Federal Judge Upholds Police Misconduct Claim Against Connecticut Police Officers in Case of Mistaken Identity

Affiliate: ACLU of Connecticut
October 8, 2003 12:00 am

ACLU Affiliate
ACLU of Connecticut
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FOR IMMEDIATE RELEASE

HARTFORD-A federal judge today upheld a police misconduct claim filed by the Connecticut Civil Liberties Union on behalf of a man who was mistakenly identified as a suspect and then kicked and beaten by city police officers.

This is the second case the CCLU has filed in recent months involving an innocent suspect who was allegedly beaten after being handcuffed. It is also the second lawsuit filed against one of the officers, Robert Murtha, who has been charged in a separate lawsuit with firing his weapon into the side of a moving automobile.

“”We will prosecute these cases to their fullest,”” said attorney Philip Tegeler of the CCLU. “”Striking a handcuffed suspect is clearly unreasonable force, and Hartford has to take responsibility for training and disciplining its officers.””

Today’s case involves the mistaken late night stop of Hartford resident Mantoris Jones and his companion in 2001, in which a police officer allegedly kicked and beat Jones, ripped his pants down and exposed his naked body after he had been handcuffed.

According to the CCLU complaint, the police officers on the scene quickly dispersed when it was learned they had stopped the wrong car. No arrests were made.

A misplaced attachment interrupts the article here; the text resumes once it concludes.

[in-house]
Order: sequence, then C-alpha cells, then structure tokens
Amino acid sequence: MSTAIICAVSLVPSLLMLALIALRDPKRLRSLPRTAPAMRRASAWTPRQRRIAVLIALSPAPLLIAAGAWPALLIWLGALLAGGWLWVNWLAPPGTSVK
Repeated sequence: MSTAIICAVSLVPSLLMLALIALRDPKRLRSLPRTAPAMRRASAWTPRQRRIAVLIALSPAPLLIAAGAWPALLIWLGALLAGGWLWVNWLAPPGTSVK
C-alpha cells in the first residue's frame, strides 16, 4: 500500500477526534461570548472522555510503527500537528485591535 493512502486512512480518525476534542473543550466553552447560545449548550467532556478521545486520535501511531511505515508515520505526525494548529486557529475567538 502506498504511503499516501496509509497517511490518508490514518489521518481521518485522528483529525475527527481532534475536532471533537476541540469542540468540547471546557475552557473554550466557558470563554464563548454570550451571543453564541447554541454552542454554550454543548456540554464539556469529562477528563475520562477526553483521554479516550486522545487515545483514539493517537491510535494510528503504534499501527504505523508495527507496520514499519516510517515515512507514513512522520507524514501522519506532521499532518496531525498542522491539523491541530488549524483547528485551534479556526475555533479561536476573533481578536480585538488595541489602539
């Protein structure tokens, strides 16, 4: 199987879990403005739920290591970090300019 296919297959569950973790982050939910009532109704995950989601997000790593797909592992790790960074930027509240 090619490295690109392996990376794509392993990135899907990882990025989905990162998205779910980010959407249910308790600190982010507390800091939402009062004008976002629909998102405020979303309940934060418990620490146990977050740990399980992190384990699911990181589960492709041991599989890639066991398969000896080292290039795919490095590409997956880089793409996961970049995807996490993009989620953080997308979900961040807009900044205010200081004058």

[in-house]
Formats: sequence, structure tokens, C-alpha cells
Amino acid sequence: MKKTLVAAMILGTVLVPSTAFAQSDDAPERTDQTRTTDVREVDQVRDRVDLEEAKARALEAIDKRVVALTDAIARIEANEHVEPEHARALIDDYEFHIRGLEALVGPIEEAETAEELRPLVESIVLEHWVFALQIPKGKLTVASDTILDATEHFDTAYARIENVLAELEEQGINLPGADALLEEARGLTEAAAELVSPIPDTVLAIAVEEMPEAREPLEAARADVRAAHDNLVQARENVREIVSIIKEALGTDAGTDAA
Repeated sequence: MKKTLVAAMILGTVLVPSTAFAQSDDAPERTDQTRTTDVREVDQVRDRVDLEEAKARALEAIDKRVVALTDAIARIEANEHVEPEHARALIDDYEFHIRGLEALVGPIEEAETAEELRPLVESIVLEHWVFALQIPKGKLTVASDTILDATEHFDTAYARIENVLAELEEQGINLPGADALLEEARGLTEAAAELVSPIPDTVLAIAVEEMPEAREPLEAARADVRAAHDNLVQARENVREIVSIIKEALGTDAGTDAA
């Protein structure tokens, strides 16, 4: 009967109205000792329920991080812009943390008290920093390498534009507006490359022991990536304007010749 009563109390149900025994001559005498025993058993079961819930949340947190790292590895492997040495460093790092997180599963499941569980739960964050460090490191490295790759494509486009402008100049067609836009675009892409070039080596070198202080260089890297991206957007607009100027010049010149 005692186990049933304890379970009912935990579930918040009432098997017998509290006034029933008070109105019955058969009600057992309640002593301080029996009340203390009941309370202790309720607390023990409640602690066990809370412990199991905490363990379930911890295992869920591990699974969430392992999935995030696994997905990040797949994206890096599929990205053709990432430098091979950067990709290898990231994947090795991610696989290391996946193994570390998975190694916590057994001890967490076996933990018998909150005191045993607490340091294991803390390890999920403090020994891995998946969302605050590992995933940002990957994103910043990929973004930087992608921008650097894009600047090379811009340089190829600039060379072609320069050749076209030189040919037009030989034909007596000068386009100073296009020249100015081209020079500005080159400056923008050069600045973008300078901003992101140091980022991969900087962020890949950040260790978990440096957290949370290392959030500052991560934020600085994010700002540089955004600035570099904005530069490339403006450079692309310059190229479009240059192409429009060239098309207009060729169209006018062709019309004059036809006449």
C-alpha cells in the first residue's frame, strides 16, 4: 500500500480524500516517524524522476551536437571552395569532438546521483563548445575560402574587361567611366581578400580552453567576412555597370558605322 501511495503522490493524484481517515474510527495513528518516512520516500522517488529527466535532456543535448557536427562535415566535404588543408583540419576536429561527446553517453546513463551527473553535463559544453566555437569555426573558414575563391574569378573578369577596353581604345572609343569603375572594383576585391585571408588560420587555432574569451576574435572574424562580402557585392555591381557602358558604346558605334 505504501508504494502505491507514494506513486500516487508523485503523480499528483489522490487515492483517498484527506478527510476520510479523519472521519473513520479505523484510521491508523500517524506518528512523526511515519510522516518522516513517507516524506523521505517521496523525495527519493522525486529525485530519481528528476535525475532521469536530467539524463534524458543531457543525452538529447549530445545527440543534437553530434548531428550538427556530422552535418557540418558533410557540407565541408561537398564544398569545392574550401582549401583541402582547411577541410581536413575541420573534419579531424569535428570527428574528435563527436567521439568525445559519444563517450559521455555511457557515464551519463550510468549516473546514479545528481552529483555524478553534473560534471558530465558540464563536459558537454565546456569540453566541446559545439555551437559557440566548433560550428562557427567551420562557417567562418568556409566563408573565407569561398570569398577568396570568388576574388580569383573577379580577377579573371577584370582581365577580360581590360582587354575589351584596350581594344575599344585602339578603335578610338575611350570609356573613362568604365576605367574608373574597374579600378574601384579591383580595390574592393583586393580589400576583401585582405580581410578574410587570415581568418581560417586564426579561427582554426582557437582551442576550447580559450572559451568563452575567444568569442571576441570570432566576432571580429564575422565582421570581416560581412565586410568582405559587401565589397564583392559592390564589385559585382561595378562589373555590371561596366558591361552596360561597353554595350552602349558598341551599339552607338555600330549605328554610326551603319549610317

In her ruling, Judge Janet Hall of the U.S. District Court dismissed claims against the police chief, Bruce Marquis, who had only been on the job for six weeks at the time of the incident, but upheld claims against the City of Hartford. The Court refused to dismiss claims against the officers directly involved in the incident, including claims for unconstitutional use of force, and intentional infliction of emotional distress. A sergeant who was not directly involved in the incident was dismissed from the case.

Judge Hall observed in her ruling that “”an officer who has not been trained in proper, constitutional felony stop procedures has implicitly been left untrained as to how to recognize when such procedures are unlawfully employed by others. Similarly, a policy that requires officers only to report the force they themselves use encourages them only to note and monitor their own force, not that of others.””

The CCLU is being assisted in the case by Attorney Terry Gallagher of Day, Berry & Howard. L.L.P. The case will now proceed to trial.

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